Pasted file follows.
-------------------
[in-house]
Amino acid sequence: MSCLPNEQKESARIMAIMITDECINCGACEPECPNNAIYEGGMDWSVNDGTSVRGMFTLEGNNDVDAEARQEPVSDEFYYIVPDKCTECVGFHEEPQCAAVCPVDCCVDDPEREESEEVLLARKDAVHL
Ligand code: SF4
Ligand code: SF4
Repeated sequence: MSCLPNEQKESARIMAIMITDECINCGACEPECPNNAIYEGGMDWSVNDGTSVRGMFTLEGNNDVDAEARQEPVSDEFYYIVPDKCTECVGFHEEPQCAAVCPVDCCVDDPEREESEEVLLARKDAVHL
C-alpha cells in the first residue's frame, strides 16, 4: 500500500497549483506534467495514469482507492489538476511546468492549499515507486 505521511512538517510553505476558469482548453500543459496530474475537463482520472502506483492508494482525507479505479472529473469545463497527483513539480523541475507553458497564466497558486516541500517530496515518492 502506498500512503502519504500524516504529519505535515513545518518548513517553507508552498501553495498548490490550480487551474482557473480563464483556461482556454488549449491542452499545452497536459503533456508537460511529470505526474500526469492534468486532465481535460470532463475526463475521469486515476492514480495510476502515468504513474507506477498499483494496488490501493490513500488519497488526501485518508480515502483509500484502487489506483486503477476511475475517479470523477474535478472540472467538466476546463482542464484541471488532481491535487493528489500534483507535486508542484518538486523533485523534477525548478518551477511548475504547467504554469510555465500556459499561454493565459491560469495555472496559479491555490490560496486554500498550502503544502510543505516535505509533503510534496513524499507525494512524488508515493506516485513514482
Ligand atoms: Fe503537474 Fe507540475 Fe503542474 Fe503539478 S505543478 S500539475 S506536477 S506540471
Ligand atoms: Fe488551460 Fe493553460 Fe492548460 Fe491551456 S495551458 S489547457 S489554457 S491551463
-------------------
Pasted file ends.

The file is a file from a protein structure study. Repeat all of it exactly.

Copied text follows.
[in-house]
Amino acid sequence: MSCLPNEQKESARIMAIMITDECINCGACEPECPNNAIYEGGMDWSVNDGTSVRGMFTLEGNNDVDAEARQEPVSDEFYYIVPDKCTECVGFHEEPQCAAVCPVDCCVDDPEREESEEVLLARKDAVHL
Ligand code: SF4
Ligand code: SF4
Repeated sequence: MSCLPNEQKESARIMAIMITDECINCGACEPECPNNAIYEGGMDWSVNDGTSVRGMFTLEGNNDVDAEARQEPVSDEFYYIVPDKCTECVGFHEEPQCAAVCPVDCCVDDPEREESEEVLLARKDAVHL
C-alpha cells in the first residue's frame, strides 16, 4: 500500500497549483506534467495514469482507492489538476511546468492549499515507486 505521511512538517510553505476558469482548453500543459496530474475537463482520472502506483492508494482525507479505479472529473469545463497527483513539480523541475507553458497564466497558486516541500517530496515518492 502506498500512503502519504500524516504529519505535515513545518518548513517553507508552498501553495498548490490550480487551474482557473480563464483556461482556454488549449491542452499545452497536459503533456508537460511529470505526474500526469492534468486532465481535460470532463475526463475521469486515476492514480495510476502515468504513474507506477498499483494496488490501493490513500488519497488526501485518508480515502483509500484502487489506483486503477476511475475517479470523477474535478472540472467538466476546463482542464484541471488532481491535487493528489500534483507535486508542484518538486523533485523534477525548478518551477511548475504547467504554469510555465500556459499561454493565459491560469495555472496559479491555490490560496486554500498550502503544502510543505516535505509533503510534496513524499507525494512524488508515493506516485513514482
Ligand atoms: Fe503537474 Fe507540475 Fe503542474 Fe503539478 S505543478 S500539475 S506536477 S506540471
Ligand atoms: Fe488551460 Fe493553460 Fe492548460 Fe491551456 S495551458 S489547457 S489554457 S491551463